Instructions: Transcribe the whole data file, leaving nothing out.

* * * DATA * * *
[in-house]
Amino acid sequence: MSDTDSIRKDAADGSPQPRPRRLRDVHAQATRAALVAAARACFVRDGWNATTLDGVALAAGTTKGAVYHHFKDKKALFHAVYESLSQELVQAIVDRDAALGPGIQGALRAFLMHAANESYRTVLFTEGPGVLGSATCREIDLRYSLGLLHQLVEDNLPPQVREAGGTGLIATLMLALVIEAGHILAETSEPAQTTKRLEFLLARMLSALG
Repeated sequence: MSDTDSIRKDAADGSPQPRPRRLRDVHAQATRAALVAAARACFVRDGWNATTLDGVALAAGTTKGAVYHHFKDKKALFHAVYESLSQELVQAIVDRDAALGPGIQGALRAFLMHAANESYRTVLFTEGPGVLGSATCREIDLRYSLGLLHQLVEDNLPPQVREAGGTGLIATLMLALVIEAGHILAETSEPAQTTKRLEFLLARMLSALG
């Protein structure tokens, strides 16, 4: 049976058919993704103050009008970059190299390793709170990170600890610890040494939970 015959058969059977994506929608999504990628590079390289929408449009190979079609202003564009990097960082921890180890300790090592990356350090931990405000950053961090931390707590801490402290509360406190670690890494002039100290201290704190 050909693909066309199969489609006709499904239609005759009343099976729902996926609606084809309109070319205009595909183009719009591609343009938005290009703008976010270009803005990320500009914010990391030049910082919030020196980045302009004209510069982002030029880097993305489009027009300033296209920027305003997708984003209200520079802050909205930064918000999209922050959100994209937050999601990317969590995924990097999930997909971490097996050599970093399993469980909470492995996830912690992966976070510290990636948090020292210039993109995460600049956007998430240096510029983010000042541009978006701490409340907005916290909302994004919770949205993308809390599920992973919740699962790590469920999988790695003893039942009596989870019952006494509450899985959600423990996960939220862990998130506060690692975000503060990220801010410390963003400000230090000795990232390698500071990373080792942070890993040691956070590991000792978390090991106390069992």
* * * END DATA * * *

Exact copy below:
[in-house]
Amino acid sequence: MSDTDSIRKDAADGSPQPRPRRLRDVHAQATRAALVAAARACFVRDGWNATTLDGVALAAGTTKGAVYHHFKDKKALFHAVYESLSQELVQAIVDRDAALGPGIQGALRAFLMHAANESYRTVLFTEGPGVLGSATCREIDLRYSLGLLHQLVEDNLPPQVREAGGTGLIATLMLALVIEAGHILAETSEPAQTTKRLEFLLARMLSALG
Repeated sequence: MSDTDSIRKDAADGSPQPRPRRLRDVHAQATRAALVAAARACFVRDGWNATTLDGVALAAGTTKGAVYHHFKDKKALFHAVYESLSQELVQAIVDRDAALGPGIQGALRAFLMHAANESYRTVLFTEGPGVLGSATCREIDLRYSLGLLHQLVEDNLPPQVREAGGTGLIATLMLALVIEAGHILAETSEPAQTTKRLEFLLARMLSALG
């Protein structure tokens, strides 16, 4: 049976058919993704103050009008970059190299390793709170990170600890610890040494939970 015959058969059977994506929608999504990628590079390289929408449009190979079609202003564009990097960082921890180890300790090592990356350090931990405000950053961090931390707590801490402290509360406190670690890494002039100290201290704190 050909693909066309199969489609006709499904239609005759009343099976729902996926609606084809309109070319205009595909183009719009591609343009938005290009703008976010270009803005990320500009914010990391030049910082919030020196980045302009004209510069982002030029880097993305489009027009300033296209920027305003997708984003209200520079802050909205930064918000999209922050959100994209937050999601990317969590995924990097999930997909971490097996050599970093399993469980909470492995996830912690992966976070510290990636948090020292210039993109995460600049956007998430240096510029983010000042541009978006701490409340907005916290909302994004919770949205993308809390599920992973919740699962790590469920999988790695003893039942009596989870019952006494509450899985959600423990996960939220862990998130506060690692975000503060990220801010410390963003400000230090000795990232390698500071990373080792942070890993040691956070590991000792978390090991106390069992």